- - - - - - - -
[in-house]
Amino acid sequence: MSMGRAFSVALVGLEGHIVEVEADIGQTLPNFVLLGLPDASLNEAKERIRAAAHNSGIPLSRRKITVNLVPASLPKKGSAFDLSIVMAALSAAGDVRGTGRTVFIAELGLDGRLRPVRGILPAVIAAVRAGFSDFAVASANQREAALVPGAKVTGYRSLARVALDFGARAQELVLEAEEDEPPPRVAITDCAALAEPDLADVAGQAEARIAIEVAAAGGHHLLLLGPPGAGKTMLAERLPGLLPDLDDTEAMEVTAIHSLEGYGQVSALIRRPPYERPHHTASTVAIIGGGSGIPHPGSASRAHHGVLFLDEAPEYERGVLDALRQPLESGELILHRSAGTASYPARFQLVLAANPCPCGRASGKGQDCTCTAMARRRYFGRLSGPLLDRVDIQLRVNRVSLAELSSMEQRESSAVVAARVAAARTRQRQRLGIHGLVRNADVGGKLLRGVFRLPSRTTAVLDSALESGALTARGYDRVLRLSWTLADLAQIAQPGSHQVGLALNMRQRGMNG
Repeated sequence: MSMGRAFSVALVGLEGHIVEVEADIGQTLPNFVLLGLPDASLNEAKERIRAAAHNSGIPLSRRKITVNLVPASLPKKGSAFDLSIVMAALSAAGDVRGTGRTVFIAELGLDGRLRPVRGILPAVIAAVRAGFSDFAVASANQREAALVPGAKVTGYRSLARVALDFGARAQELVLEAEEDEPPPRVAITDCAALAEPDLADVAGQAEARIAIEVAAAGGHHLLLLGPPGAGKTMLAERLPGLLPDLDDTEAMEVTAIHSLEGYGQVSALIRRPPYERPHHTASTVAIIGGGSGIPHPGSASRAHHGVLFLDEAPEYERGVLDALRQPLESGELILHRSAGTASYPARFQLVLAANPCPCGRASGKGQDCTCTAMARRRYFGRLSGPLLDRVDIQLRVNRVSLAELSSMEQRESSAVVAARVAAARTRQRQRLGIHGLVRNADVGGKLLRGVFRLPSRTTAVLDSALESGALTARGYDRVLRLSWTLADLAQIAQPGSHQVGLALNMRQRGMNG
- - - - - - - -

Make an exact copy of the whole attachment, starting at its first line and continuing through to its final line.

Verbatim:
[in-house]
Amino acid sequence: MSMGRAFSVALVGLEGHIVEVEADIGQTLPNFVLLGLPDASLNEAKERIRAAAHNSGIPLSRRKITVNLVPASLPKKGSAFDLSIVMAALSAAGDVRGTGRTVFIAELGLDGRLRPVRGILPAVIAAVRAGFSDFAVASANQREAALVPGAKVTGYRSLARVALDFGARAQELVLEAEEDEPPPRVAITDCAALAEPDLADVAGQAEARIAIEVAAAGGHHLLLLGPPGAGKTMLAERLPGLLPDLDDTEAMEVTAIHSLEGYGQVSALIRRPPYERPHHTASTVAIIGGGSGIPHPGSASRAHHGVLFLDEAPEYERGVLDALRQPLESGELILHRSAGTASYPARFQLVLAANPCPCGRASGKGQDCTCTAMARRRYFGRLSGPLLDRVDIQLRVNRVSLAELSSMEQRESSAVVAARVAAARTRQRQRLGIHGLVRNADVGGKLLRGVFRLPSRTTAVLDSALESGALTARGYDRVLRLSWTLADLAQIAQPGSHQVGLALNMRQRGMNG
Repeated sequence: MSMGRAFSVALVGLEGHIVEVEADIGQTLPNFVLLGLPDASLNEAKERIRAAAHNSGIPLSRRKITVNLVPASLPKKGSAFDLSIVMAALSAAGDVRGTGRTVFIAELGLDGRLRPVRGILPAVIAAVRAGFSDFAVASANQREAALVPGAKVTGYRSLARVALDFGARAQELVLEAEEDEPPPRVAITDCAALAEPDLADVAGQAEARIAIEVAAAGGHHLLLLGPPGAGKTMLAERLPGLLPDLDDTEAMEVTAIHSLEGYGQVSALIRRPPYERPHHTASTVAIIGGGSGIPHPGSASRAHHGVLFLDEAPEYERGVLDALRQPLESGELILHRSAGTASYPARFQLVLAANPCPCGRASGKGQDCTCTAMARRRYFGRLSGPLLDRVDIQLRVNRVSLAELSSMEQRESSAVVAARVAAARTRQRQRLGIHGLVRNADVGGKLLRGVFRLPSRTTAVLDSALESGALTARGYDRVLRLSWTLADLAQIAQPGSHQVGLALNMRQRGMNG